Asking for what you want, rather than telling your partner what they did wrong, or about what you don’t want, is a winning strategy.
A common mistake couples make is they don’t take time to analyze WHEN they are asking for something. The best way to find out is to ask: “Hi-is this a good time to talk?”
And if your partner says no, make a contract with them to talk at a later time. I always say unless you’re negotiating what exit to take during a fire, most things we talk about can wait until a later time. However-sometimes we need to ask for what we need, when we need it. Use discretion.
Then you can lead with acknowledgment-talk about what YOU experienced “I walked into the kitchen and the refrigerator door was open.”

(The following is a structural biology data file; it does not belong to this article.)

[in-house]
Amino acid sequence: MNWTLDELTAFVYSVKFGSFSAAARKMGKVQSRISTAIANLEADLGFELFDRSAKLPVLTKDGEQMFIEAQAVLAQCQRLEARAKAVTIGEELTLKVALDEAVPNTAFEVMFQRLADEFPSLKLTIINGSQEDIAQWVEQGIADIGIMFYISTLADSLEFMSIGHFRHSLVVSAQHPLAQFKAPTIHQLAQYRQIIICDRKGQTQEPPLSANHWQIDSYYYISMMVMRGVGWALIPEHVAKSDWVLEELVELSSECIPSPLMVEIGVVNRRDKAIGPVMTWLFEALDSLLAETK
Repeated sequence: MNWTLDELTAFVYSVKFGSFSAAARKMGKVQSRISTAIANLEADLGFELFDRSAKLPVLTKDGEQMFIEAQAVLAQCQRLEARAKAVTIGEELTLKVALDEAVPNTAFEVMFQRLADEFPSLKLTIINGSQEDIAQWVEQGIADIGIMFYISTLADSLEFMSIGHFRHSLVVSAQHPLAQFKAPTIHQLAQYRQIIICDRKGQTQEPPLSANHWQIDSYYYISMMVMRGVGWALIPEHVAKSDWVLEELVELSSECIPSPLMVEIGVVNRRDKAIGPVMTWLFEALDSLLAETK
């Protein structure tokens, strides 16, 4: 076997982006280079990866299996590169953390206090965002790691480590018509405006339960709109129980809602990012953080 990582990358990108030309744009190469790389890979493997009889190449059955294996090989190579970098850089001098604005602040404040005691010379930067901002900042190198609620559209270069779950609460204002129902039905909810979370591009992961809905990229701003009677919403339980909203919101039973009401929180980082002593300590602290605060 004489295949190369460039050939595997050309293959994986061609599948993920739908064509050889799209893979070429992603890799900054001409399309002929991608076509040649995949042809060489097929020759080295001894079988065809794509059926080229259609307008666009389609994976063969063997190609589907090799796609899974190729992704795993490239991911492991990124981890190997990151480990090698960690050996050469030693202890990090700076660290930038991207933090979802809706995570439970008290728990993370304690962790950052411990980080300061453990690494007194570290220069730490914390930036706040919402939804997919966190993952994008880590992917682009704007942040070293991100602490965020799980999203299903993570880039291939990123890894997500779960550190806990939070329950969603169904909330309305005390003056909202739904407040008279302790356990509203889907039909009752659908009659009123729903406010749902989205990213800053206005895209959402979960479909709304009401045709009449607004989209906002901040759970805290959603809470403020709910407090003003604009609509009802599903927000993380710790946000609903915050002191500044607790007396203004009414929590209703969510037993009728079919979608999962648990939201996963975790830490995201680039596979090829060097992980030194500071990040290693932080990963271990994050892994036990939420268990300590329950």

Then talk about how you felt about that-leaving anger and frustration last. “I felt unappreciated, sad and angry.” (Maybe the refrigerator isn’t a good example here, but you get the idea.)
Then ask clearly and directly for what you’d like next time. “I would like you to close the refrigerator door, and try to be more mindful of this.”
To avoid criticism and blame in your marriage, talk about your feelings using I statements (“I feel…”) and express a positive need (“I need…”).
This means saying what you want, not what you don’t want.
People don’t usually think about what they want when they’re upset. Instead they think about what their partner partner should stop doing wrong.
What is one thing you want right now in your marriage?
Couples Counseling Mountainside
Chuck Beardsley, LCSW is a level-3 Gottman couples counselor, and is a level 3 Relational Life Counselor. Chuck utilizes Mindfulness, ACT, and other contemplative practices in his work with individuals and couples.
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